If low clouds can hold thru the day, temps should be held back, but
still above normal. If clouds break out, temps may bust by a couple
categories from the current forecast. Will go with mostly cloudy
skies thru the day and into Monday night. Temps mainly in the 60s
for highs, and 50s for lows (well above normal).


As of 130 AM EST Saturday.  The medium range period begins Tuesday
morning with 500mb pattern having the center of high pressure just
south of Bermuda with the axis of a trough over the Rockies. The
cold front from Texas to the Great Lakes will approach our region
from the NW in mid week. The low level southerly flow ahead of this
front will result in upslope enhancement of showers from NE GA to the
Caesars Head area.  The GFS is faster in bringing the front and bulk
of the rain into our area while the ECMWF holds the front from east
Texas to KY Wednesday evening.  Instability increases and it appears
Wednesday afternoon has the best CAPE values of 600 to 900 from
Elberton to Rock Hill. After the front stalls out over east
Tennessee to VA Wed night into Thursday, the front will drift north
as a warm front Friday becoming stationary well north of our area
over the weekend. Models vary during this time on afternoon CAPE
values depending on smaller scale vort maxes and amount of moisture.
Interesting that the surface high over northern New England late
Friday may push the front south as a backdoor cold front. The
current official front display keeps the front near Maryland.
Regardless...still going with above normal temperatures through the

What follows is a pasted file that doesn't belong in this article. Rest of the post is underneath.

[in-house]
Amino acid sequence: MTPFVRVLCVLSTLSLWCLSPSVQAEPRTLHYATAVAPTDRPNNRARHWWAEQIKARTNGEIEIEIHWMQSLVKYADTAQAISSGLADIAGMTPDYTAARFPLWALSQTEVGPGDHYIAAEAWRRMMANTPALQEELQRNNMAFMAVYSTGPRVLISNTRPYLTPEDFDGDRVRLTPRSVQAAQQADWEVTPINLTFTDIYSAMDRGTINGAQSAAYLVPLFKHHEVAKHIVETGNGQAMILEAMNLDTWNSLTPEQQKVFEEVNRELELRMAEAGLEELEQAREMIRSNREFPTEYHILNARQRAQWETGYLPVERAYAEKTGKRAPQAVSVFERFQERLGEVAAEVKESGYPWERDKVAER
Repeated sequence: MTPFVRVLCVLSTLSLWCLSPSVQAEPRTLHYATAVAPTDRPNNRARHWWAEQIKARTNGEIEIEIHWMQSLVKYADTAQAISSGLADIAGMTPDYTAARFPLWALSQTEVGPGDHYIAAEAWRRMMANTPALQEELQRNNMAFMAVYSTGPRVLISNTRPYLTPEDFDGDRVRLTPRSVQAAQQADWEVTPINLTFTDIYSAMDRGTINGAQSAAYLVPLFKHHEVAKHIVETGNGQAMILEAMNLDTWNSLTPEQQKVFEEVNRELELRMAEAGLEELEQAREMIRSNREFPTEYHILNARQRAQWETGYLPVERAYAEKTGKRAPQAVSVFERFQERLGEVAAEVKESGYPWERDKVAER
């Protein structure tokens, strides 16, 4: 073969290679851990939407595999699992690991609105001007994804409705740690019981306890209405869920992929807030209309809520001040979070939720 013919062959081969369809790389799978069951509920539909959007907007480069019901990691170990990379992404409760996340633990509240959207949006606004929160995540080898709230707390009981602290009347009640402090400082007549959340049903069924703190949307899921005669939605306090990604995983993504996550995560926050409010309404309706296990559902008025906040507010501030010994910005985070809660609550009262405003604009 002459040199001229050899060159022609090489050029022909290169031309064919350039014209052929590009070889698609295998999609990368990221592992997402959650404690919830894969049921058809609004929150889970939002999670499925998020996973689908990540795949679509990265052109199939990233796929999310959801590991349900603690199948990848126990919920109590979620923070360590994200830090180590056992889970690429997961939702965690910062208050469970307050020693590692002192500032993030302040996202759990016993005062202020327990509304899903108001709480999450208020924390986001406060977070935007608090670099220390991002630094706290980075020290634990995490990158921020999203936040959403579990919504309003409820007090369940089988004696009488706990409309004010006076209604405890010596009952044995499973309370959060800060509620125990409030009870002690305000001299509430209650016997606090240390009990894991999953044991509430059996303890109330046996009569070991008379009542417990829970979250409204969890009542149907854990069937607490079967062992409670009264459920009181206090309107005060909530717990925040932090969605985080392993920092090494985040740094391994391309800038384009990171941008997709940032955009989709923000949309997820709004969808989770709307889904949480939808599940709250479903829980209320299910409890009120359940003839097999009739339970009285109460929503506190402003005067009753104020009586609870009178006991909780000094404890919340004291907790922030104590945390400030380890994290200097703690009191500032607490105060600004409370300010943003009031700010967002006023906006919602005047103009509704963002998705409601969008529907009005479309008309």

At KCLT and elsewhere: IFR cigs have been filling in rather quickly
in response to -RA and DZ across the mountains and foothills early
this afternoon. Once these settle in, they are expected to continue
through at least the afternoon. Meanwhile, IFR/MVFR visby can be
expected to accompany the periods of precip. Meanwhile, KCLT
stubbornly remains  at the high end of MVFR, but as light precip
continues to overspread the NC Piedmont from the southwest, KCLT
should see cigs lower to IFR no later than 21Z. While the precip is
expected to taper off this evening, lingering low level moisture
within cool wedge will continue to pose the potential for BR, while
cigs should remain IFR, if not lower to LIFR. A cold front will push
across the area this evening into the overnight. Winds will shift to
light NW at most terminals (except for the usual up-valley gustiness
at KAVL), with some improvement in flt conditions forecast. However,
the introduction of drier air behind the front will be somewhat
slow, and winds will not be strong enough to strongly mix the
atmosphere. Therefore, restrictions in BR and perhaps low stratus
will remain possible, especially across the foothills and Piedmont
through at least sunrise Sunday. (Confidence in the forecast is
lower than normal from about 06Z-12Z or so Sunday.)

Outlook: VFR conditions expected for the bulk of the day Sunday.
Moisture returns early next week, and the weather will remain
periodically unsettled, with occasional restrictions likely through
much of next week.

Confidence Table...

            18-24Z        00-06Z        06-12Z        12-18Z
KCLT       Med   71%     Low   57%     Med   67%     High  94%
KGSP       Med   78%     Low   57%     High  85%     High 100%
KAVL       Med   75%     Med   75%     Med   76%     High 100%
KHKY       Med   77%     Low   53%     Med   74%     High  94%
KGMU       Med   74%     Med   72%     High 100%     High 100%
KAND       High  85%     High  81%     High  88%     High  85%

The percentage reflects the number of guidance members agreeing
with the scheduled TAF issuance flight rule category. Complete hourly
experimental aviation forecast consistency tables and ensemble forecasts
are available at the following link: